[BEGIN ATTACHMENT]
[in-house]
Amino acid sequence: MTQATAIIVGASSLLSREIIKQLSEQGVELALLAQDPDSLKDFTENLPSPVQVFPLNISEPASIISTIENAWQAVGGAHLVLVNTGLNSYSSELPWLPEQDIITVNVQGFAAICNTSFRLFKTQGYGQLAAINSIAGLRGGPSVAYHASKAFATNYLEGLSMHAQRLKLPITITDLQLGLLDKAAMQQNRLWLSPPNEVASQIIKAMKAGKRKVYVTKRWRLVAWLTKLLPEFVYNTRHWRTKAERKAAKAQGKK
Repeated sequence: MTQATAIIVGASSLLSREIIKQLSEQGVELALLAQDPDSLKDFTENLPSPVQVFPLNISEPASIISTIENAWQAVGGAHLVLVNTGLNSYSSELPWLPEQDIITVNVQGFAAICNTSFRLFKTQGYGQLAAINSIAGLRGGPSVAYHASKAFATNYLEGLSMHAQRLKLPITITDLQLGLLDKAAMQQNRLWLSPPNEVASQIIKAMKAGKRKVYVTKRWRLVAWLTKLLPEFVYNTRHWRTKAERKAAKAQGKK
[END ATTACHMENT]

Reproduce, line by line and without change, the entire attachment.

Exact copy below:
[in-house]
Amino acid sequence: MTQATAIIVGASSLLSREIIKQLSEQGVELALLAQDPDSLKDFTENLPSPVQVFPLNISEPASIISTIENAWQAVGGAHLVLVNTGLNSYSSELPWLPEQDIITVNVQGFAAICNTSFRLFKTQGYGQLAAINSIAGLRGGPSVAYHASKAFATNYLEGLSMHAQRLKLPITITDLQLGLLDKAAMQQNRLWLSPPNEVASQIIKAMKAGKRKVYVTKRWRLVAWLTKLLPEFVYNTRHWRTKAERKAAKAQGKK
Repeated sequence: MTQATAIIVGASSLLSREIIKQLSEQGVELALLAQDPDSLKDFTENLPSPVQVFPLNISEPASIISTIENAWQAVGGAHLVLVNTGLNSYSSELPWLPEQDIITVNVQGFAAICNTSFRLFKTQGYGQLAAINSIAGLRGGPSVAYHASKAFATNYLEGLSMHAQRLKLPITITDLQLGLLDKAAMQQNRLWLSPPNEVASQIIKAMKAGKRKVYVTKRWRLVAWLTKLLPEFVYNTRHWRTKAERKAAKAQGKK